Johns Hopkins University alum Deepa Gandhi started her career as an equity sales trader at Lehman Brothers. But Gandhi, who earned her bachelor's degree from the Krieger School in 2007, quickly realized that the finance path wasn't for her and decided to make an unconventional leap into retail. In 2013, she co-founded and became the COO of Dagne Dover, a mission-focused handbag company that "makes bags for humans getting the most out of life."
Since then, Dagne Dover has doubled its revenue nearly every year, and they're one of the fastest growing brands for Nordstrom. Celebrity fans range from Yara Shahidi to Jessica Biel and, inspired by COVID-19, they've recently added a philanthropy component to their business model.
Where did the idea for Dagne Dover come from?
After a few years working as a merchandise planner at Club Monaco, I decided to go back to the Wharton School for an MBA because I was interested in entrepreneurship. At the time, I had a friend who wanted to innovate and revolutionize the handbag industry. We thought, Why can't we make a product designed by women, for women, focused on fashion, function, and smart design, and all at a more attainable price point?
We teamed up with a young, enthusiastic designer and got to work.
What was it like to transition from finance to retail?
It was very different. First, the dress code was a change. I could bring more of myself and my personality into the workplace, so I felt more confident and comfortable. Fashion was an environment that I could thrive in. When I got to Club Monaco, I found that I could really leverage my financial acumen and analysis skills. I think having a different perspective set the groundwork for my entrepreneurship and leadership now.
At Dagne Dover, I love that I'm able to leverage data to understand the consumer psyche and bring other people's ideas to market. I'm not a designer—you don't want me designing your products!—but I am a great partner to creatives and designers. I get to bring both my left and right brain into my work every day.
Tell me about launching Dagne Dover.
Launching a new idea is an intense roller coaster. It's overwhelming, so it helps to be surrounded by good people. At first, we were bringing products to market and also trying to get a supply chain up and running overseas. When we saw initial success and proof of concept, we knew shifting production overseas would help us increase capacity and drive better margins. But this meant we were everywhere—in New York, in Asia—all while I was finishing my MBA. It felt like trying to launch multiple businesses at once!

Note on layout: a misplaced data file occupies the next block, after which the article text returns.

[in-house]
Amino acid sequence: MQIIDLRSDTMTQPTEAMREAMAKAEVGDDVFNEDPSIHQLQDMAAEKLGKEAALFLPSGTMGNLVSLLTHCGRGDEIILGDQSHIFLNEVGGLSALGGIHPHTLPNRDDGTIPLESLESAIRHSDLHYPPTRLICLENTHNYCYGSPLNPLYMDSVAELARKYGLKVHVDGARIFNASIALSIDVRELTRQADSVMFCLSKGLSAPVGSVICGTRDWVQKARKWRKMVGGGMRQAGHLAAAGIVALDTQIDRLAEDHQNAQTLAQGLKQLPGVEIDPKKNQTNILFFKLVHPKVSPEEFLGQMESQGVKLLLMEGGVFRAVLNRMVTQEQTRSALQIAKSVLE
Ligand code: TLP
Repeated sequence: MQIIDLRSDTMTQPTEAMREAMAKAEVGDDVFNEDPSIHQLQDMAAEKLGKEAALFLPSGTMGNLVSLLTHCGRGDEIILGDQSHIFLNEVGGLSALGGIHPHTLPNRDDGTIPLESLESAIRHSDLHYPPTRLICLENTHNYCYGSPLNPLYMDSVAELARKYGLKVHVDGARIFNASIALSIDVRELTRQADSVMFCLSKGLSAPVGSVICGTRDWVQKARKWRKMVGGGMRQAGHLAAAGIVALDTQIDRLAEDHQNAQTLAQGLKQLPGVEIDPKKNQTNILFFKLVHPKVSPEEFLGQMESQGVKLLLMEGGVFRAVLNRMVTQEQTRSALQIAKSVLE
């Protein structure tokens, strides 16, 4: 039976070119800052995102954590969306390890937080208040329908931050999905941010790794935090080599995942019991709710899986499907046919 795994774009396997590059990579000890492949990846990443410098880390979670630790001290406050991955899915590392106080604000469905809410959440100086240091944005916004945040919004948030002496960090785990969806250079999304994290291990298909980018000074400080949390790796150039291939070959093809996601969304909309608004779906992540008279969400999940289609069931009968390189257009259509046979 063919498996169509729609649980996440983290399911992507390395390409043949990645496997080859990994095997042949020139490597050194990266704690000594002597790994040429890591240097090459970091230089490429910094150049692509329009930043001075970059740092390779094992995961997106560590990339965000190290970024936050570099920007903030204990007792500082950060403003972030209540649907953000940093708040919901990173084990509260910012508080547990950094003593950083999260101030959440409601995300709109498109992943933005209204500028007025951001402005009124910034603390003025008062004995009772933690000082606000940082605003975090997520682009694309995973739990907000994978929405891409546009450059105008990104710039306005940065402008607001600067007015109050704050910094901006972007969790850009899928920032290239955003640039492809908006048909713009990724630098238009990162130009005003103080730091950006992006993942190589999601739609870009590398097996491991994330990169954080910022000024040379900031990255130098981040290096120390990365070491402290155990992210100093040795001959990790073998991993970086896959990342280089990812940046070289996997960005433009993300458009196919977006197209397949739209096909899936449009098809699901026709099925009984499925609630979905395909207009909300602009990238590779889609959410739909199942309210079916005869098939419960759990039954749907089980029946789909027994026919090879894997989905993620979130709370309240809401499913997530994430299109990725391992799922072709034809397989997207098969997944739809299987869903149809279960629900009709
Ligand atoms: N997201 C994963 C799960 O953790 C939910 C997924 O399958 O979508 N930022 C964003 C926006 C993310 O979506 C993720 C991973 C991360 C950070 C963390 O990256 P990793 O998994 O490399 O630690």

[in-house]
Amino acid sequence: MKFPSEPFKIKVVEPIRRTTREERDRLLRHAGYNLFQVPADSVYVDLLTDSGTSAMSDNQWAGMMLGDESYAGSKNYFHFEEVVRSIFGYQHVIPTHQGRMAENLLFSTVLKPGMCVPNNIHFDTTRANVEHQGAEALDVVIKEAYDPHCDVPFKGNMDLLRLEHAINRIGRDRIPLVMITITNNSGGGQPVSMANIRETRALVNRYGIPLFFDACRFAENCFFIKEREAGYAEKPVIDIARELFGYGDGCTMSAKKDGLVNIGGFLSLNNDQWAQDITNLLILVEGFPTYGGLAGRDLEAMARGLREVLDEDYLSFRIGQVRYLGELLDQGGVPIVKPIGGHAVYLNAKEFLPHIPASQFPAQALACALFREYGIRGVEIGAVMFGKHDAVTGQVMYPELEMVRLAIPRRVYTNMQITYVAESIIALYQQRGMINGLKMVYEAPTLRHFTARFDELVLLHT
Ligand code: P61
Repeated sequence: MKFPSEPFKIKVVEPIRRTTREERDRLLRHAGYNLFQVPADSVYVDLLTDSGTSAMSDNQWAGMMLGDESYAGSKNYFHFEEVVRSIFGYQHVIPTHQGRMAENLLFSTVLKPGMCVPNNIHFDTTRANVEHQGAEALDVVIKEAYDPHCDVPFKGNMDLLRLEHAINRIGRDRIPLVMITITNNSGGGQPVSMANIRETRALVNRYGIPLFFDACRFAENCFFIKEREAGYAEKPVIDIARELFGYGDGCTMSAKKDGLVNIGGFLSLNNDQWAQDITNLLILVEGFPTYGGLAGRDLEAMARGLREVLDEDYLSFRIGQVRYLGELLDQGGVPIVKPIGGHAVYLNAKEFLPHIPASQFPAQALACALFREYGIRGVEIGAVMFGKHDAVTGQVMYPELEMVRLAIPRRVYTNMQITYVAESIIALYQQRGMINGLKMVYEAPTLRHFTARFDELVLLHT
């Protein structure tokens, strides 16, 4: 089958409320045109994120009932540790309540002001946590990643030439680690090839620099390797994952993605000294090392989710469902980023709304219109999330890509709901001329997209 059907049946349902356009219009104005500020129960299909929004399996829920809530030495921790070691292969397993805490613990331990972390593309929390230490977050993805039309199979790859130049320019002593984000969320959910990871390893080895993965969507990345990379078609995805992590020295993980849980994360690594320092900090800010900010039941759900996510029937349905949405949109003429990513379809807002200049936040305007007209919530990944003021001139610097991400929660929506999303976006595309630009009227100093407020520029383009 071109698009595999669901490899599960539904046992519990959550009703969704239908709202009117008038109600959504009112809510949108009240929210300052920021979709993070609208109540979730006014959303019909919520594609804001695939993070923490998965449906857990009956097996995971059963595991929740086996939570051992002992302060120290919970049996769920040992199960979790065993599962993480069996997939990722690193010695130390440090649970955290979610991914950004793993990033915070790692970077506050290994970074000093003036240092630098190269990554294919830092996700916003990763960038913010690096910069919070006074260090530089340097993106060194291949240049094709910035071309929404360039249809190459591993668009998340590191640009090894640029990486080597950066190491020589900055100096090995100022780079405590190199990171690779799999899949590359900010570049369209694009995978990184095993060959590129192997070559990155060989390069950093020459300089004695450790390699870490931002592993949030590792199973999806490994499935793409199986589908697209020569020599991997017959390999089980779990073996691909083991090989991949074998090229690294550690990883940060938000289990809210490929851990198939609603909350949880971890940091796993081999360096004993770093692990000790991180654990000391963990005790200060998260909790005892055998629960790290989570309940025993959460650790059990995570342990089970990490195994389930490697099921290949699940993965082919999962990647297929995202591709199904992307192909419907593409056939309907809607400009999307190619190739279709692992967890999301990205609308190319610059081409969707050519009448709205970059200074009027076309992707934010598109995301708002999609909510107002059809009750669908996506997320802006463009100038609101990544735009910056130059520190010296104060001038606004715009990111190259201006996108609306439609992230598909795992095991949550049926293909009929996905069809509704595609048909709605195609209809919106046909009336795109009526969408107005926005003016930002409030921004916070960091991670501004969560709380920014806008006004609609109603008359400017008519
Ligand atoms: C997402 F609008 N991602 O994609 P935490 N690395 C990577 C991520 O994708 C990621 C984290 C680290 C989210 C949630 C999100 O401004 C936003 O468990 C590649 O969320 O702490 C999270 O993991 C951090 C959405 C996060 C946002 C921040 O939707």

Your perspective on business growth is unique. Why did you choose that path for Dagne Dover?
Our thesis is that brand building is a long process. You need to find the right team members and the right investors, ideally those who have patient capital. We're always asking, what's the right decision for the brand 10 years from now, not just to drive exponential growth in six months? We find ourselves saying no a lot, if the opportunity isn't right for our long-term growth.
What advice would you give yourself in 2013, when you were launching your company?
The biggest thing is that grit and resilience are extremely important. And that means not just having the energy to push through and get to the next step but being able to stay energized to make better decisions in the future. You don't need to rush toward a specific date. Instead, stay aligned with your partners and investors on your ultimate goal.
What have you learned that's helped to keep Dagne Dover afloat during the pandemic?
We quickly pivoted our voice, our marketing campaigns, and our product road maps. The way people live has fundamentally shifted, and we sell products for people on the go—but people are not going anywhere! However, they still find things they can use from our brand, like fanny packs instead of work totes. COVID enforced the idea that we should have a complex and diverse strategy, and it gave a second life to some of our products.
We also know that our customers come to us not just for our products but because our values are aligned with theirs. We focus on equity and launched a coalition called Brands x Better to support those being impacted by COVID through each purchase made. We try to amplify the voices of diverse creators, and we support quality causes with donations. I think we've really found our voice, and I'm proud we've built a brand that stands for something.